The stretch marks have arrived. As I was examining this new phenomena on my body this other day, it occurred to me that I will look different after my baby is born. I plan to be fit and eat healthy, because I feel better about life when I do that and it’s a good example to set for my kid. That doesn’t say much about my appearance, other than that I probably will not be way overweight. Even with being fit and eating well, I will still have stretch marks. My abdominal muscles might permanently separate. I might have varicose veins. I will not have the body type that we define as beautiful.
What if, after having a child, my body looked like I’d had a child? Is that so awful, really? How much of my time, energy, money, and mental capacity should I spend trying to make my body look like I’ve never been pregnant? I completely understand the motivation for doing just that, trying to re-shape the female form so we look like we’re younger, thinner, and less mom-like than we are. Everything we see and hear tells us that’s the only way to be attractive, to be considered beautiful.
The economy (for lack of something more specific to blame) has a motive for convincing women that we are constantly falling short of an impossible goal for attractiveness. We spend a ridiculous amount of our expendable income buying products to get ourselves closer to that goal. One of the ways this happens is that we see that impossible (for most people) goal all the time and almost no others. There is one very specific body type that we see in movies, television, commercials, and other types of media that is considered attractive. Not only are we very sure which girl is considered the “pretty” one in media, but it is extremely rare to see a girl who looks much different than her at all. It’s not just that the pretty girl is held up as desirable, it’s that her counterparts aren’t seen at all. It is a well-supported fact that the human brain develops an affinity for things that it’s familiar with. That’s why mom’s cooking is always the best, because it’s her cooking we’ve had the most exposure to. Since we have a ton of exposure to this one body type, and nearly no exposure to any other body type, we will naturally prefer the one we see.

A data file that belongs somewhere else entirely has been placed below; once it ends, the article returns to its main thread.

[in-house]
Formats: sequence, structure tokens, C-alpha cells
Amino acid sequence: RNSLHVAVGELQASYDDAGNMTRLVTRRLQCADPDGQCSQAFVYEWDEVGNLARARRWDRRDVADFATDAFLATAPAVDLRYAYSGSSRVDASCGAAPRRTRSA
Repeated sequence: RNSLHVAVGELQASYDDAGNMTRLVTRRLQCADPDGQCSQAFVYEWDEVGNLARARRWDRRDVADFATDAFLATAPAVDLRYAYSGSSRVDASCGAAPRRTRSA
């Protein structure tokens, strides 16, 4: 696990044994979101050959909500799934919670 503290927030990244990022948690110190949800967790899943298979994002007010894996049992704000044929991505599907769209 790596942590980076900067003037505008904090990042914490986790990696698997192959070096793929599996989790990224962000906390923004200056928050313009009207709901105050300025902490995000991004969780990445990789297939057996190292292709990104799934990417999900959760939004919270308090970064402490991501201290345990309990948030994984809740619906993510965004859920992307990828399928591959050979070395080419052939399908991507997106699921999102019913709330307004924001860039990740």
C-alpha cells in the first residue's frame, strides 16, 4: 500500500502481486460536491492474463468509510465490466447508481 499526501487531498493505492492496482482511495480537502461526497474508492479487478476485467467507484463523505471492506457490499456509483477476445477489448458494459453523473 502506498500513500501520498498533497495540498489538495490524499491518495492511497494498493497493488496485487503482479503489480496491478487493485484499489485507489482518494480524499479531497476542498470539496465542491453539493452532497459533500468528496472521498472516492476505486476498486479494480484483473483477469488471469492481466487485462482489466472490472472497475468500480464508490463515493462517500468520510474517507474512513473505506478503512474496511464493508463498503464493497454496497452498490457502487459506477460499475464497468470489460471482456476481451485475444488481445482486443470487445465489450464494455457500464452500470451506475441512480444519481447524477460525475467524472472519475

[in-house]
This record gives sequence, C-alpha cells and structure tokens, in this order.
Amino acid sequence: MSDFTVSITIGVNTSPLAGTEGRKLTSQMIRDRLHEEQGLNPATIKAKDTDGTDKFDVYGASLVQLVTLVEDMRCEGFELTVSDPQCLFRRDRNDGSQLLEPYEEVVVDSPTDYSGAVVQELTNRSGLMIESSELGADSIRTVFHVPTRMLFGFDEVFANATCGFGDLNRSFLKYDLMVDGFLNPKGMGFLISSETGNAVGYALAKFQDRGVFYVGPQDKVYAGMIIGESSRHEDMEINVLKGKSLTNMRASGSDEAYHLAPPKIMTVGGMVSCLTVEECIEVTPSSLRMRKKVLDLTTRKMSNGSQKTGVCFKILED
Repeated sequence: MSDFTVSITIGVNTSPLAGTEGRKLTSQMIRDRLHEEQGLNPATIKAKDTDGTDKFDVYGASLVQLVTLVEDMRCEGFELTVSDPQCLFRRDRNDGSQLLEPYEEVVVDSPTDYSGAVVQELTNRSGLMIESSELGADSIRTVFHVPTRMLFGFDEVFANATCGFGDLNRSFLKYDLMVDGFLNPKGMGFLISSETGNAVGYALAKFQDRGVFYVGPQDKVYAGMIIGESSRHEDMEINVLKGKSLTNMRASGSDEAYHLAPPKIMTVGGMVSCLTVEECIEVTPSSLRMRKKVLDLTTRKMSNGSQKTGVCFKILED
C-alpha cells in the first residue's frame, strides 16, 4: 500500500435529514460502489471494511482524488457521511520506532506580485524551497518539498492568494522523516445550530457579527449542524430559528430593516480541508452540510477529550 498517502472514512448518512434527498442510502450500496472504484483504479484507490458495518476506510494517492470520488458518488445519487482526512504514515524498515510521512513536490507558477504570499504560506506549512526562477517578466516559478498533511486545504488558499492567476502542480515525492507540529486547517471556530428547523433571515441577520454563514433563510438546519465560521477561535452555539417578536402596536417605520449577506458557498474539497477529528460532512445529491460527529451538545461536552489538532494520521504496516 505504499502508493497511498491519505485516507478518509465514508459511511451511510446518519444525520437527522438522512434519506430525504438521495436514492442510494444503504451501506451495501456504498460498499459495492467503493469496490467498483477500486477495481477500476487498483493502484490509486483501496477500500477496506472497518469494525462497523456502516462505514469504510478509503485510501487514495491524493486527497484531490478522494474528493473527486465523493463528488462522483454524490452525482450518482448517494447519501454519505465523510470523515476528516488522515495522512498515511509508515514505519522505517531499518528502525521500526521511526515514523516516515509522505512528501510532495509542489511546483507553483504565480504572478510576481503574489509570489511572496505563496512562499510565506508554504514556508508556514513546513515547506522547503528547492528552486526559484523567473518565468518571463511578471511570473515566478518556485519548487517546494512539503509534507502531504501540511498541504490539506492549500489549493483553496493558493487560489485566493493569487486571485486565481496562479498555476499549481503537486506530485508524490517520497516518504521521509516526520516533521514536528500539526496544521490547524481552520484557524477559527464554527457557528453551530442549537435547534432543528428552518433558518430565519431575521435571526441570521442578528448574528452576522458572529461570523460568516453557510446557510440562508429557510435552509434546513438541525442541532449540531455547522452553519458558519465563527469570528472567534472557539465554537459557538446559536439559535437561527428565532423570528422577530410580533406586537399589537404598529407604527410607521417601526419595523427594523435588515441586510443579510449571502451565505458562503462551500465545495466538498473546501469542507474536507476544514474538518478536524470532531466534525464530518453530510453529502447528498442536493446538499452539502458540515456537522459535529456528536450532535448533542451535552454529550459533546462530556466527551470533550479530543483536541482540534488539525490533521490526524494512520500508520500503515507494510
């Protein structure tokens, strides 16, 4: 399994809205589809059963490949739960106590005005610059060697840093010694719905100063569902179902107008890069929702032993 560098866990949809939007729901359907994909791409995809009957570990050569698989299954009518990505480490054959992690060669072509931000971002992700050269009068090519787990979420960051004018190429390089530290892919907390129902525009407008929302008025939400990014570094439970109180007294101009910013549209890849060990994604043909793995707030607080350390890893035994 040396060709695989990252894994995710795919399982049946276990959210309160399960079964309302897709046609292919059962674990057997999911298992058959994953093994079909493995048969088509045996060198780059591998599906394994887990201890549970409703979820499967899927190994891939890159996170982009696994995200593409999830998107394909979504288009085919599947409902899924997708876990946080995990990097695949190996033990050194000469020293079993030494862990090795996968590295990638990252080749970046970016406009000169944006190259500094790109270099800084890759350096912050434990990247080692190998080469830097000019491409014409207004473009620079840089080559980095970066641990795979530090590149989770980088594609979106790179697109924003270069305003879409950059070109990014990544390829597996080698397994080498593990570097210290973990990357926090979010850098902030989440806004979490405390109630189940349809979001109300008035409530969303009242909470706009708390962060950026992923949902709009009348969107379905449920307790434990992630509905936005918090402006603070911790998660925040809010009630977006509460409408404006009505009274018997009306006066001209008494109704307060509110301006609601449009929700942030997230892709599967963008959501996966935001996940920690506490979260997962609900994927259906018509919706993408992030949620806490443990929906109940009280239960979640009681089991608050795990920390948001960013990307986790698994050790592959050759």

A while ago, I was watching Fur: And Imaginary Portrait of Diane Arbus, which is a gorgeous film about a photographer who takes pictures of “freaks.” The movie opens with the main character approaching a nudist colony to take some pictures. This circumstance sets up the movie to give us a view of some non-traditional body types. The photographer meets with the couple who runs the colony. They are a couple in their fifties or sixties, rather normally shaped, sitting in wicker chairs and having a normal conversation. I particularly noticed the woman. Her slightly cottage-cheese thighs, her large breasts, and the soft look of her white skin. Very different from the flat, tanned, perky, pointy, women; the only kind of women I’ve seen naked on the screen. This woman was lovely.
I have searched and searched for a still of that particular woman, but I can’t find one. Instead, I found this image of a nudist couple which is very similar.
I would not mind looking like this woman in thirty years. I hope that I will be able to view my own naked body and appreciate the years that are in it, the experiences buried in the folds of my skin, the softness that is meant to be there for our comfort. I hope to appreciate beauty in more than one form, but particularly in my own.